- NBC doesn’t hate public education.
- As I often tell friends, if you’re not on track to be a principal by age 35, you are screwed. Education is at least as ageist a field as any other.
- Selective high schools are bad for democracy.
- What the hell is the “High School of Teaching, Liberal Arts and the Sciences?” They left out lunch and P.E. in the school’s name. Again, I remind you that children of privilege attend schools named for poets, Dead Presidents, and trees.
- Nothing trumps an educator of color super dedicated to test-prep.
- Of course the current Principal of the vulgar Stuyvesant is going to head a military boarding school. That’s what Stuyvesant creates.
- WOWEE!!!! A former teacher becomes a principal!!!! There must be a shortage of 7-11 night managers with Broad training.
- 4% of Stuyvesant students are children of color in NYC!
I spent this morning in the company of extraordinary women. First, I was delighted to attend the National Center for Women in IT keynote address “Intersectionality & Diversity in Computing: Key Dilemmas and What to Do About Them.” by one of my sheroes, Professor Melissa Harris-Perry. Next, I attended a talk by Mimi Ito about how the intersection of youth and digital culture were converging with traditional opportunities to create greater social capital, particularly among underserved populations. At the end of her session, my friend Cynthia Solomon (recipient of the NCWIT Pioneer Award last night), raised an important issue. She expressed concern about how Minecraft charges users and therefore makes it inaccessible to poor children. Dr. Ito agreed about the financial barrier to participation and said that important people, such as herself, were asking Microsoft, the owners of Minecraft, to make the software free. The audience was pleased with that response.
This might surprise you, but I disagree. Schools, teachers, and kids should pay for software.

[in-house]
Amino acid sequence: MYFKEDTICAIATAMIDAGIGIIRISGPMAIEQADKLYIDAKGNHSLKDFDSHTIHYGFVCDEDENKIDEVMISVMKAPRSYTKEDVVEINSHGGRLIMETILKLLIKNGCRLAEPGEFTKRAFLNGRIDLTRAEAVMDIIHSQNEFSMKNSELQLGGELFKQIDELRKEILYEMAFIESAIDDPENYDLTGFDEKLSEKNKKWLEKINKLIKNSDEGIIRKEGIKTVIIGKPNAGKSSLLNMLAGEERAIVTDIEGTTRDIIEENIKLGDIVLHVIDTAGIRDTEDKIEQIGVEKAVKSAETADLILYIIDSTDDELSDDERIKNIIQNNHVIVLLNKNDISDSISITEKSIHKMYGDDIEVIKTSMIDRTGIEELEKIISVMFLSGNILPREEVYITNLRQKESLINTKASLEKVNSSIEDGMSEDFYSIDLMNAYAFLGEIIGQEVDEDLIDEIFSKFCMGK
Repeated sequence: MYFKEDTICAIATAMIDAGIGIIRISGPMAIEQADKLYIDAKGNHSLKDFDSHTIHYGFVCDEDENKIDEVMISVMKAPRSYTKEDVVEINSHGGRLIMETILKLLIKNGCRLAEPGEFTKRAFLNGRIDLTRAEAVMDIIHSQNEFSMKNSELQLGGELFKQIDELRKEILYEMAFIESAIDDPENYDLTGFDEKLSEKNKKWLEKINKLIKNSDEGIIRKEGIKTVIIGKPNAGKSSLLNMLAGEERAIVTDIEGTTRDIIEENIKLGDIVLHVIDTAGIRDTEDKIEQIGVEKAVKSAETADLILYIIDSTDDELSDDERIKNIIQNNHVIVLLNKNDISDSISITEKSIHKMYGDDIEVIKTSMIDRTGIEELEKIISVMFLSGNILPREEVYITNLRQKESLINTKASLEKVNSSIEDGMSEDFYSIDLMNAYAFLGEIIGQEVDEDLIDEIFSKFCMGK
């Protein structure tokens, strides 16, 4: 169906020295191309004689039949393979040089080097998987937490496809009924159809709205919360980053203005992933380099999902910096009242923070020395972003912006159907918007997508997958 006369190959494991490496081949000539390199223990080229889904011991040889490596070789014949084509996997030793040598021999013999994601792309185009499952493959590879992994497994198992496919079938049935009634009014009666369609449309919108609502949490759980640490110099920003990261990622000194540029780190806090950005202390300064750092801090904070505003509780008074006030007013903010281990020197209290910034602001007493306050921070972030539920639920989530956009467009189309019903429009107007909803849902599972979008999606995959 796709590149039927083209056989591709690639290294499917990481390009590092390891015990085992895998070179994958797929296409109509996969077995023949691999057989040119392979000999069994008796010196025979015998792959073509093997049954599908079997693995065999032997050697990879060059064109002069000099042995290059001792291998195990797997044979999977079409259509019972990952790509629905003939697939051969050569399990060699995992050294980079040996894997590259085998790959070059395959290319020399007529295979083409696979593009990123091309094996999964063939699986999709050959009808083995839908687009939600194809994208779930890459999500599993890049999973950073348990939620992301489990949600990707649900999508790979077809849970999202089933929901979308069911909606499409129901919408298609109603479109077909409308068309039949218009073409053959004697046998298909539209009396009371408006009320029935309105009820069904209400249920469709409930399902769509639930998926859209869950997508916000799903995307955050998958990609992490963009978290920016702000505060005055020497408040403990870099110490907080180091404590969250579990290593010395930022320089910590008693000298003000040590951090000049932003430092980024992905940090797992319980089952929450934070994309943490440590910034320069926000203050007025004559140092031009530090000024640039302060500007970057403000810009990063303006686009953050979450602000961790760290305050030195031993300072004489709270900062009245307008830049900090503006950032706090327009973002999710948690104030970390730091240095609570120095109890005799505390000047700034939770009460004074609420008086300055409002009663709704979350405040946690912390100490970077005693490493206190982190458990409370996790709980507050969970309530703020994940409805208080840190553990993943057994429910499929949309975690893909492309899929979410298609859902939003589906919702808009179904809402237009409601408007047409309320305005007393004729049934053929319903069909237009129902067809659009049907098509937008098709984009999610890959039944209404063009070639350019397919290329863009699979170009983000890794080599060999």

Software does not grow on trees. It is created by artists, programmers, writers, designers, and engineers who need and deserve to feed their families, just like the humble teacher. The continuous devaluing of software, along with other media, profits no one in the short-term and giant corporations in the long-run. This phenomena not only harms the earning potential of creators, but ensures that educators will be deprived of high quality tools and materials. Sorry, but you get what you pay for.
I know what you’re thinking. We’re just poor teachers. Our budgets are slashed to the bone. We fundraise for crayons. Software is ephemeral. We should not have to pay for it like when we happily purchase “real” things; flash cards, interactive white boards, or that hall pass timer that reminds kids to poop faster.
There have only been a handful of truly innovative software programs ever created for learning (MicroWorlds, The Zoombinis, Geometer’s Sketchpad, Rocky’s Boots, LogoWriter, Inspire Data, My Make Believe Castle, Broderbund’s Science Toolkit) over the past three decades. That development pipeline has rusted over while software becomes “free.”*
Inspired by Dr. Harris-Perry’s address, I suggest that we are looking at the Minecraft cost issue from the wrong perspective. The problem is not that Minecraft (or even better more educative software) isn’t free, but that schools are so poorly funded they cannot afford to pay for what they need.
Fix the funding system! Make Silicon Valley pay their fair share of taxes! Give teachers discretionary funds for classroom activities! Change the tax code to allow teachers to deduct classroom materials from their income tax! Don’t destroy the handful of creative companies who create great materials for children.
Don’t tell me that you’re preparing kids for S.T.E.M. jobs while demanding free software!
The High Cost of Free
Aside from the vulgarity of Donors Choose, the most unattractive example of teacher dependency and low self-esteem is the desire to become corporate certified. What’s next? Should teachers where festive holiday sweaters affixed with corporate sponsor logos like NASCAR drivers or Happy Meals? If not, then why the rush to advertise your corporate affiliation on your blog, Twitter profile, or CV?
Google is not your friend. They are a giant corporation selling users and their data to other corporate customers. That doesn’t bother me 10 percent as much as the spectacle of educators begging for corporate affection.
Go ahead. Name a single educational idea or value Google has added to educational practice. Cheap, free, and easy are not powerful ideas. There is nothing progressive in using cloud-based versions of office software or denatured half computers in the form of Chromebooks. Why should any educator care what Google thinks about teaching or learning?
Google certification is particularly embarrassing. I do not understand why any “professional” educator would parade around in an “I can use The Google and type a memo” sash. Such educators are uncompensated evangelists and walking billboards for Google, perhaps at their own peril.
The price of integrity must be more than “free” photo storage or use of a Web-based word processor.
Don’t believe me? Read Maria Schneider’s Open Letter to YouTube, “Pushers” of Piracy. Really read it. Read it again. Think about it. Share it.